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Tina Brown, editor of The Daily Beast and Newsweek, tells us what she's been reading in a feature that Morning Edition likes to call "Word of Mouth." This week, Brown selects two pieces of writing profiling individuals at the center of political change in their respective countries.
A Penetrating New Profile Of Russia's Putin
Brown's first recommendation is The Man Without a Face, a biography of Vladimir Putin, recently re-elected president of Russia. Brown says the KGB targeted the book's author, Masha Gessen, employing tactics designed to make the journalist feel that she was never safe.
"She was blacklisted as soon as [Putin] became president," Brown says, "but she did continue, undaunted, to dig into Putin's ruthless origins."
Brown singles out Gessen's account of Putin's past because she believes it examines the president-elect's psyche and what formed the man in a way that other biographers haven't.
"What she has revealed is, here was this kid, Putin, who came from a very humble family, raised in the kind of mean streets of Leningrad," Brown says. "His parents, though, had some perks that other kids didn't have."
As Gessen dug deeper, she realized Putin's father had been a member of the Russian secret police.
"Where other kids wanted to be cosmonauts, Putin wanted to be a KGB spy," Brown explains.
After graduating from college, Putin joined the KGB, and his first posting in 1985 was in East Germany. He considered the posting "a backwater," Brown says, and was further disappointed by the fall of the Berlin Wall.
"He felt furious ... because he felt that all the things that he'd grown up [with] and [been] trained to do were suddenly washed away by perestroika, which he despised," Brown says.
Thinking about Russia's present political climate, Brown suggests that the direction Putin is moving Russia in now resembles the repressive system he was familiar with in his youth.
"As he rose in power, he's really always carried in his mind his ideal world of the closed-in Soviet world that he was raised in ... that was the world he understood and liked," Brown says.
Myanmar's Struggle For Democracy And Suu Kyi's Personal Sacrifice
Brown's second recommended read is an article in her magazine about Aung San Suu Kyi, the pro-democracy leader in Myanmar, the country also known as Burma.
"Aung San Suu Kyi is really one of the great human-rights activists of our time," says Brown, who ranks Suu Kyi alongside Nelson Mandela and even Gandhi. "She has braved so much on behalf of her country. It's absolutely extraordinary."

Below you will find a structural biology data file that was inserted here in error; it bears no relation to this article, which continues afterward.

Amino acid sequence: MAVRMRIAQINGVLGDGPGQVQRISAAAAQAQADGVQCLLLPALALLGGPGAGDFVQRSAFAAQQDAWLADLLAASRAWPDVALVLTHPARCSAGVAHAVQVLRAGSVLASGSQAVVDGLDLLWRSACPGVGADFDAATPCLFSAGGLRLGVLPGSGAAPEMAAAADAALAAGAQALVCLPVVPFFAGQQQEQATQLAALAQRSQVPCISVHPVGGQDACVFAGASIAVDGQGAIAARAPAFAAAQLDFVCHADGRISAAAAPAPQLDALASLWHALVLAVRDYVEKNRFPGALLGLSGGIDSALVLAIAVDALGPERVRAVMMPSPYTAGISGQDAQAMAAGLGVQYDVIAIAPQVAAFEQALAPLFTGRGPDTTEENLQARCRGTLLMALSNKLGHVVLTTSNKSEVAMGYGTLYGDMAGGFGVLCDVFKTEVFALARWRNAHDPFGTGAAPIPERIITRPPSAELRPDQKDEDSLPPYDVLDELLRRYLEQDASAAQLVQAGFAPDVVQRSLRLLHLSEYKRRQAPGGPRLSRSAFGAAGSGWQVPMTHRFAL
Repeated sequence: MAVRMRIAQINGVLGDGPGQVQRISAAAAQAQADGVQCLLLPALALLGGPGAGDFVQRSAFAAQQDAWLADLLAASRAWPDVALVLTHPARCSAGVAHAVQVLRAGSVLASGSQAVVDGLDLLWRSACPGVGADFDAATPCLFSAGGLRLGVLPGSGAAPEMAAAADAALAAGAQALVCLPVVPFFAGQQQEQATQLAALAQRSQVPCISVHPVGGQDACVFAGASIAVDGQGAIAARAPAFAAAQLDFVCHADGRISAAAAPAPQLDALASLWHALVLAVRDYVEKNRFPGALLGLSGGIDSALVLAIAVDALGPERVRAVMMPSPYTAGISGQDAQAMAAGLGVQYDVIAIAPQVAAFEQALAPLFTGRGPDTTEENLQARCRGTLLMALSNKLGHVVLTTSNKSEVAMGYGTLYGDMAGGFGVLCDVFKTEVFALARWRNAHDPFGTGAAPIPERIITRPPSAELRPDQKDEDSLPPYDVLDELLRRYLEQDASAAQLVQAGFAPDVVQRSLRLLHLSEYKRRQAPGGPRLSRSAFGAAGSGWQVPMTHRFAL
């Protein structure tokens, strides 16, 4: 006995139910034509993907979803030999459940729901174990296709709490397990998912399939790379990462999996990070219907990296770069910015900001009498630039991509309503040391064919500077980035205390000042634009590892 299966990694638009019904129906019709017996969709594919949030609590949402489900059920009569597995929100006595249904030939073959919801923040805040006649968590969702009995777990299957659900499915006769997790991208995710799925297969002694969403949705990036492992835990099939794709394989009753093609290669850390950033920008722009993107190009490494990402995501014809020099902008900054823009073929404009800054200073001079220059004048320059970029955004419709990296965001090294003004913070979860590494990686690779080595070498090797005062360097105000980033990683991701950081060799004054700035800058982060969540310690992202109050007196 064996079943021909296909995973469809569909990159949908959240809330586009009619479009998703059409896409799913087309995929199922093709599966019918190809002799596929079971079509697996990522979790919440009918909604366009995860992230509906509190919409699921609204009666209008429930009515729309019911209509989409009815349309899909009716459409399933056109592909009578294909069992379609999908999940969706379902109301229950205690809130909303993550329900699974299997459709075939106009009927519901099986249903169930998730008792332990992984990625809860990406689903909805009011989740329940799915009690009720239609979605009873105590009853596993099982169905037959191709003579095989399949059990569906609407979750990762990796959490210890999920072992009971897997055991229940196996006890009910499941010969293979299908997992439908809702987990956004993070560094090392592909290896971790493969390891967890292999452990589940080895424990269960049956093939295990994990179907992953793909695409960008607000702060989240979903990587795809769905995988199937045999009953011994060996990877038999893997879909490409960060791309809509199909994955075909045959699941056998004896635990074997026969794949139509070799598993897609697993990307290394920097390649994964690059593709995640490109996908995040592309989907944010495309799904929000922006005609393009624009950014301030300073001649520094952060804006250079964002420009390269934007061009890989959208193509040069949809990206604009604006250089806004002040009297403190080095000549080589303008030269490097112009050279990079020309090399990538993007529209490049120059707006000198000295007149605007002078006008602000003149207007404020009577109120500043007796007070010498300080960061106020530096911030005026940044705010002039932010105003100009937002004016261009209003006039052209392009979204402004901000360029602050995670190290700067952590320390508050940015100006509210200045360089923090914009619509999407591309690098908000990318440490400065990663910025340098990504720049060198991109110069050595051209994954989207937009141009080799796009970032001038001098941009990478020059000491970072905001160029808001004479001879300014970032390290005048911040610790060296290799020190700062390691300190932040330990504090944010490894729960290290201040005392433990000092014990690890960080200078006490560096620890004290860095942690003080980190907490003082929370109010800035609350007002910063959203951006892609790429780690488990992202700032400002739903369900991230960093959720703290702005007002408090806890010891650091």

Suu Kyi's life looked very different before she became the leader she is today: The daughter of a prominent Burmese general, she went to Oxford University and later married Michael Aris, an academic studying Tibetan culture. After raising two boys and living in London for 16 years, Suu Kyi returned to Burma in 1988 when her mother fell ill.
"She goes back to see her mother, who's had a stroke, and happens to arrive right at this incredible moment in history where there's a revolution happening in the streets of Burma," Brown says. "She gets caught up and really appointed to be the moral leader of her country. At that moment her life changed irrevocably."
Suu Kyi sees her family once more when they visit Burma, but when their visas run out and they return to England, Suu Kyi is placed under house arrest by the government.
"She's told she can only see them if she never returns to Burma," Brown says. "And she chooses to stay and face down the generals" — the junta that rules Myanmar to this day. "She chooses her country. It was an extraordinary personal sacrifice."
Rebecca Frayn, the author of Newsweek's article, is also the screenwriter of The Lady, a film directed by Luc Besson about Suu Kyi.
"Rebecca Frayn researched for many years into this heroine of hers, really, and decided that her focus would be the love story between Aung San Suu Kyi and her husband, Michael Aris," Brown says, "because it was the love and commitment of this husband who tried again and again to rally the world to her cause, who focused attention on what was happening in Burma, who was key in helping her get the attention to get the Nobel prize, which has been so helpful in the world stage."
Brown notes both the heroism and heartbreak in the couple's relationship — qualities she says Frayn captures in her piece.
"It's tragic that ... [in 1999 Aris] has cancer, and he wants to say goodbye to her," Brown says, "and she's not able to say goodbye to him. So she goes to the British Embassy where she's allowed to record a goodbye message to him, but it takes two days to get that message smuggled into Oxford, where he's dying. He dies without ever seeing the message."